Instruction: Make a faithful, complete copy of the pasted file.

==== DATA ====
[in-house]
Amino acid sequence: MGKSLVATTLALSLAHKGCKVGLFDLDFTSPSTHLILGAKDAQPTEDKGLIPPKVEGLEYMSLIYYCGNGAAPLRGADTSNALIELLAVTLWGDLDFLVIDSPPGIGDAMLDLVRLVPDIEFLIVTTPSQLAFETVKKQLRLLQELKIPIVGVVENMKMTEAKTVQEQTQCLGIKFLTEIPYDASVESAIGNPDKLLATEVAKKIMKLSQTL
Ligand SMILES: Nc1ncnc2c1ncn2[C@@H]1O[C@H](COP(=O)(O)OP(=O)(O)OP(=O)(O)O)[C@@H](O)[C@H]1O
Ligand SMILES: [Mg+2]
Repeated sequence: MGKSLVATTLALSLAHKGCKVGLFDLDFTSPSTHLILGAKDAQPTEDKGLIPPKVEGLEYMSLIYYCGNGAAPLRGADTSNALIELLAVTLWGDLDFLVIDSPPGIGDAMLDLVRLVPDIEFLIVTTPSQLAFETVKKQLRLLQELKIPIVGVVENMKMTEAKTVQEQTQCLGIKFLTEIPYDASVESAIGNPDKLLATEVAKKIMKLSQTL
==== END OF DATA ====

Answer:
[in-house]
Amino acid sequence: MGKSLVATTLALSLAHKGCKVGLFDLDFTSPSTHLILGAKDAQPTEDKGLIPPKVEGLEYMSLIYYCGNGAAPLRGADTSNALIELLAVTLWGDLDFLVIDSPPGIGDAMLDLVRLVPDIEFLIVTTPSQLAFETVKKQLRLLQELKIPIVGVVENMKMTEAKTVQEQTQCLGIKFLTEIPYDASVESAIGNPDKLLATEVAKKIMKLSQTL
Ligand SMILES: Nc1ncnc2c1ncn2[C@@H]1O[C@H](COP(=O)(O)OP(=O)(O)OP(=O)(O)O)[C@@H](O)[C@H]1O
Ligand SMILES: [Mg+2]
Repeated sequence: MGKSLVATTLALSLAHKGCKVGLFDLDFTSPSTHLILGAKDAQPTEDKGLIPPKVEGLEYMSLIYYCGNGAAPLRGADTSNALIELLAVTLWGDLDFLVIDSPPGIGDAMLDLVRLVPDIEFLIVTTPSQLAFETVKKQLRLLQELKIPIVGVVENMKMTEAKTVQEQTQCLGIKFLTEIPYDASVESAIGNPDKLLATEVAKKIMKLSQTL